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SF Giants' Tristan Beck diagnosed with aneurysm in arm, ruled out for Opening Day

Evan Webeck, Bay Area News Group on

Published in Baseball

SCOTTSDALE, Ariz. — Beginning a few bullpen sessions ago, every time Tristan Beck would throw, his right hand would go cold. He would begin to lose feeling. Numbness would eventually set in.

The 27-year-old right-hander brought these symptoms to the Giants’ medical staff, who recommended he visit a specialist. After being scratched from his first scheduled start of the spring Monday, Beck flew back to San Francisco, where vascular specialists at Stanford diagnosed him with an aneurysm in his upper arm, the club announced Thursday.

The outlook for Beck is unclear as he weighs treatment options, which manager Bob Melvin declined to discuss, though he ruled him out for Opening Day and said he would not pitch again for some time. Of more immediate concern was for his well-being than who might backfill his place in the starting rotation.

“We just want to make sure we get it taken care of and he moves on from there,” Melvin said. “It’s obviously not ideal.”

The condition, in which a blood vessel expands or bulges and can eventually rupture, is fairly novel within the game, where tendons, ligaments and soft tissue are usually of more concern. A 40-year veteran of the sport, Melvin said he could not remember the ailment presenting in any other player.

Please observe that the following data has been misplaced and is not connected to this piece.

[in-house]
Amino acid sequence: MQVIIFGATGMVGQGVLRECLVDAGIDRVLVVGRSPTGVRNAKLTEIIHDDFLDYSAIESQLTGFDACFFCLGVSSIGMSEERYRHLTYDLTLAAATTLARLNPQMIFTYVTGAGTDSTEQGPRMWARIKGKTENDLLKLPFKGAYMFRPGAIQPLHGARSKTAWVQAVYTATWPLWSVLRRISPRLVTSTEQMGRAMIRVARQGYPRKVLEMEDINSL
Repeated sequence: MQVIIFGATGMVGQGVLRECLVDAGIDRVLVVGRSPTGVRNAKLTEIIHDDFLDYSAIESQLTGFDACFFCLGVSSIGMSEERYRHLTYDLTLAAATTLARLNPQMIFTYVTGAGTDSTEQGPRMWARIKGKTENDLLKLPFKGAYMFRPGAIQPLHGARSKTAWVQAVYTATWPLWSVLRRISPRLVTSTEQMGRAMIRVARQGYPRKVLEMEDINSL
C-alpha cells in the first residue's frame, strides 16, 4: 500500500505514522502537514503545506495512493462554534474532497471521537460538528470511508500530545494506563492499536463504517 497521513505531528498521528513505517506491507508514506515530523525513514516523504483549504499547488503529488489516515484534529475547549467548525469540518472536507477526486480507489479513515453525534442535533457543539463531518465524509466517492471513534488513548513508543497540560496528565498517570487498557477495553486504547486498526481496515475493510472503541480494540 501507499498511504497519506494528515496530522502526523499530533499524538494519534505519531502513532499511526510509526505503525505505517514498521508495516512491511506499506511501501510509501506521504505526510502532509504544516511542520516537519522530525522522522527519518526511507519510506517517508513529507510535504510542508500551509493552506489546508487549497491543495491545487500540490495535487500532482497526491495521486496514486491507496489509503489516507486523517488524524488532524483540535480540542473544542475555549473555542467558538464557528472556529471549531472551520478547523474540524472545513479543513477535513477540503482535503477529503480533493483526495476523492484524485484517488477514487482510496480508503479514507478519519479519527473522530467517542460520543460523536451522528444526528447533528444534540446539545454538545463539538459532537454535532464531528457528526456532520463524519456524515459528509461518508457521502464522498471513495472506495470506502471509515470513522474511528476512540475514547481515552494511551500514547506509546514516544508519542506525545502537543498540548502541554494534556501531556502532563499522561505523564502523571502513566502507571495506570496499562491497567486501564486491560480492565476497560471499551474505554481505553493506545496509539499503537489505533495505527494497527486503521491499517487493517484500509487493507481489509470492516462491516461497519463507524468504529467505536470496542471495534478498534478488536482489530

Citing a 1999 study in the American Journal of Medicine that found aneurysms of the axillary artery had been “reported with increased frequency” in baseball players, Dr. Nirav Pandya, an orthopedic surgeon at UCSF, said that while it is “definitely not something that is common,” there is some precedent, particularly in pitchers.

 

“There are some case reports over the years of pitchers getting aneurysms of their axillary artery where the pec muscles compress the artery,” Pandya said, referencing the major vessel that brings oxygenated blood from the chest to the upper arm.

If treated with surgery, Pandya said, the timetable for recovery is typically about three months. In Beck’s case, he would then need to build back up to a starter’s workload, which typically takes all six weeks of spring training.

“I think we got on it pretty quickly,” Melvin said.

Turning his focus to the field, the Giants’ new manager is now staring down a gaping hole in his rotation, which had already sprung a leak with Keaton Winn’s recurring elbow issues. Beck was slotted in to be their fifth starter, behind Logan Webb, Jordan Hicks, Kyle Harrison and Winn.

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